"The images in 'Shattered Dreams of Peace' are at times shocking. You will see naked, blood-splotched bodies lying on the pavement in the wake of suicide bombings. But the greatest shock you will feel is the remembrance of how close peace once was and how desperately far beyond the pale it now seems to be. The balm that 'Shattered Dreams of Peace' offers through its incredible backstage access to the leading players, clear-eyed storytelling and analysis that goes way beyond personality journalism is the understanding of how it all went so wrong."

» Miami Herald Glenn Garvin

"... an exhaustive and exhausting chronology of how the Palestinians and Israelis snatched catastrophe from the jaws of peace. It's a kind of reverse greatest hits album that includes every misstep by either side. ...

"There's no attempt to pin the responsibility for the unraveling of the peace process on one side or on a particular leader. As 'Shattered Dreams of Peace' shows, there's plenty of blame to go around. ...

"If 'Shattered Dreams of Peace' has a flaw, it's that it isn't more broadly analytical. There's too much attention to the timeline of events and not enough to larger issues: for instance, Arafat's weaknesses as an administrator of the Palestinian territories, which allowed the murderous radical group Hamas to gain prestige as it filled the vacuum. Or the dismal political skills of the Israeli prime ministers who followed the assassinated Rabin, and their inability to sell a peace settlement to the volatile Israeli right.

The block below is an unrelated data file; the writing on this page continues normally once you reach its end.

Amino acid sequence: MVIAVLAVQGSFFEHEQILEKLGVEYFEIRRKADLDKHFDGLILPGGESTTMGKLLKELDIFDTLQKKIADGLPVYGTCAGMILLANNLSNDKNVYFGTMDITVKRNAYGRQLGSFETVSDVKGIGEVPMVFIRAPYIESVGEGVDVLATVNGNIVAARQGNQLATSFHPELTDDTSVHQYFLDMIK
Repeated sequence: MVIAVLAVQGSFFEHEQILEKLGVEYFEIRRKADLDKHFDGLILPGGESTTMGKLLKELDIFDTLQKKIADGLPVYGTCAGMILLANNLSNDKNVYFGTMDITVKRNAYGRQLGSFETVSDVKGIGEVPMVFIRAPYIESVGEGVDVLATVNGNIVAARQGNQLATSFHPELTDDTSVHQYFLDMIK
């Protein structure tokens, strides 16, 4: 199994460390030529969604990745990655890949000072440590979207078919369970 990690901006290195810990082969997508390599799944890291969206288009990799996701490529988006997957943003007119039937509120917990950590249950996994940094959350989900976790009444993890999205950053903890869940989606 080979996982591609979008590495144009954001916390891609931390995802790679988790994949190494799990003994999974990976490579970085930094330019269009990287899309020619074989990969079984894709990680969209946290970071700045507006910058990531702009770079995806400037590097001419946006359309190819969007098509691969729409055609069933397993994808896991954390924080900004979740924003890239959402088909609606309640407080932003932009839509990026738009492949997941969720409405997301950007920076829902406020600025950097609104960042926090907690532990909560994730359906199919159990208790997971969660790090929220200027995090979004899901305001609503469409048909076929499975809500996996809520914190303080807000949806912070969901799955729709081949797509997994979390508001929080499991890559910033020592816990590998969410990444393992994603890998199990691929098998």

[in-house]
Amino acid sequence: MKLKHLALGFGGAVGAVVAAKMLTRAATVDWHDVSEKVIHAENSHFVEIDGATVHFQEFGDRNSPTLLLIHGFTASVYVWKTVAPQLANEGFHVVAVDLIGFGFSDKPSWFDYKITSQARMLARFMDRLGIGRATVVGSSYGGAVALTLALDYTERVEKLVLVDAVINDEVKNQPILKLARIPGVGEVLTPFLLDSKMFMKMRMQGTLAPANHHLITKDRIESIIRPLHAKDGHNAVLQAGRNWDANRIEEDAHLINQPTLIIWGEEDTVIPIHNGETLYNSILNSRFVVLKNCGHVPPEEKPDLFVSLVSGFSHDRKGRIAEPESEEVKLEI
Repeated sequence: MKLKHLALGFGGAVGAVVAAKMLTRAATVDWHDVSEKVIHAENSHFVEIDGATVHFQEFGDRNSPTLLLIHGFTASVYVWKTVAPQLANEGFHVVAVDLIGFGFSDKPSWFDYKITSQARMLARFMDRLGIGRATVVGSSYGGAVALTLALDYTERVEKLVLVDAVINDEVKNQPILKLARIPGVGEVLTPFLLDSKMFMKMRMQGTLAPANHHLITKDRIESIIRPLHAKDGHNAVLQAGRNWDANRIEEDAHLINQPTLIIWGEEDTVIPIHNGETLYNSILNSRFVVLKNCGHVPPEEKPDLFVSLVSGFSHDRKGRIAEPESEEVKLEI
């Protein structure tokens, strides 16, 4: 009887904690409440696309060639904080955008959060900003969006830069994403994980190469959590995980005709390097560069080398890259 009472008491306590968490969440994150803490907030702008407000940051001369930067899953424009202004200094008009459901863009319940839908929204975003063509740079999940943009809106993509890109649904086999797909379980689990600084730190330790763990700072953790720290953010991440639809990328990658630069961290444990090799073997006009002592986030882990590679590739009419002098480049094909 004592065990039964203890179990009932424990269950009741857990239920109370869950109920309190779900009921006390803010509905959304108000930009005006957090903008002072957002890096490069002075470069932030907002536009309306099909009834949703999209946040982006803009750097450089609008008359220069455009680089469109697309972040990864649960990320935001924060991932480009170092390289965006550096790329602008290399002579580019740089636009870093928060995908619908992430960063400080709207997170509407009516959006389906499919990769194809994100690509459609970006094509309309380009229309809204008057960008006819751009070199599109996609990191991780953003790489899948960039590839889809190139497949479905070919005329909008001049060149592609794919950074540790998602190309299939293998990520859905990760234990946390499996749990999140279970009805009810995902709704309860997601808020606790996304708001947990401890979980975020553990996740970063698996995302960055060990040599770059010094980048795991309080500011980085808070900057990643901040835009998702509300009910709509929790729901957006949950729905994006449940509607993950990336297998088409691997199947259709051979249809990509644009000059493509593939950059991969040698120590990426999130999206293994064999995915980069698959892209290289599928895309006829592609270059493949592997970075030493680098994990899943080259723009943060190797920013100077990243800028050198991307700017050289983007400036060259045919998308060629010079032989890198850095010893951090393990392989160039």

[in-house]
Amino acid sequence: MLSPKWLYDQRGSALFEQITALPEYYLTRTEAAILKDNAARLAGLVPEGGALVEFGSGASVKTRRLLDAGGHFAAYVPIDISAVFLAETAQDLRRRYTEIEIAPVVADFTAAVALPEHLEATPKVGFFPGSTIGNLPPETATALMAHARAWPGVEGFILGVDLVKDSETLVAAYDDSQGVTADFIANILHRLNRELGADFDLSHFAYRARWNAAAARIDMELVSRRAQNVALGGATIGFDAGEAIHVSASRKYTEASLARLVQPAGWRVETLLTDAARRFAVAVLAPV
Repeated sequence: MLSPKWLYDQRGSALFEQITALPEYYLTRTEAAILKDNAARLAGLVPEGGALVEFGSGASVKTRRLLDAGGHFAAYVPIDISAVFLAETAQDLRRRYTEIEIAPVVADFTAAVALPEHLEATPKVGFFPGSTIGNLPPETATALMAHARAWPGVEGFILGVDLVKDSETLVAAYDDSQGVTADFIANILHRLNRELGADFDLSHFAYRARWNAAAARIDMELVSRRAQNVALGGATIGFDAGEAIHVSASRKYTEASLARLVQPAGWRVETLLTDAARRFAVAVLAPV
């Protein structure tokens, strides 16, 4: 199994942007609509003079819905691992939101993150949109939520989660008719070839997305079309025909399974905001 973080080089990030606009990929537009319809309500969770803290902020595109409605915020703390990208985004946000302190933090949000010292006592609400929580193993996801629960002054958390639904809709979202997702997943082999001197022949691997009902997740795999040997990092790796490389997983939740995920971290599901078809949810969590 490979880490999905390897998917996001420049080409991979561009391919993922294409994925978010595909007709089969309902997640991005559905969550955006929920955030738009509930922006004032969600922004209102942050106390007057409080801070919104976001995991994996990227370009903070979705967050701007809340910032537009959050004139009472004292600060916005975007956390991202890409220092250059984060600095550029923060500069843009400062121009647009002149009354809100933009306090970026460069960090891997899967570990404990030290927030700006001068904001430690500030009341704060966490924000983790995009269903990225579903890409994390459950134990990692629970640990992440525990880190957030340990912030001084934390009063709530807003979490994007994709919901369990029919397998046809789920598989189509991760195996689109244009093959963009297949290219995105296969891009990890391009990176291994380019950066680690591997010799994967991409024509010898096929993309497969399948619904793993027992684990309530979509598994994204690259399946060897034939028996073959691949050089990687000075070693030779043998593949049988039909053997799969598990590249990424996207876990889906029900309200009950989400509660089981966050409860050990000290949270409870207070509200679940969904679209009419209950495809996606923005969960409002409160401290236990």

"Most glaringly, 'Shattered Dreams of Peace' doesn't address the question of whether the Oslo peace plan was fundamentally flawed. It left the so-called core issues -- the crucial questions of permanent borders, Jewish settlements, Palestinian refugees, and control of Jerusalem -- to be settled later, after a series of 'confidence-building' gestures on both sides. In fact, trust steadily dwindled after Oslo.

"But as a road map of how we got from the hopes of Oslo to the blood bath of today, 'Shattered Dreams of Peace' is excellent -- and depressing. ..."

» Milwaukee Journal Sentinel Joanne Weintraub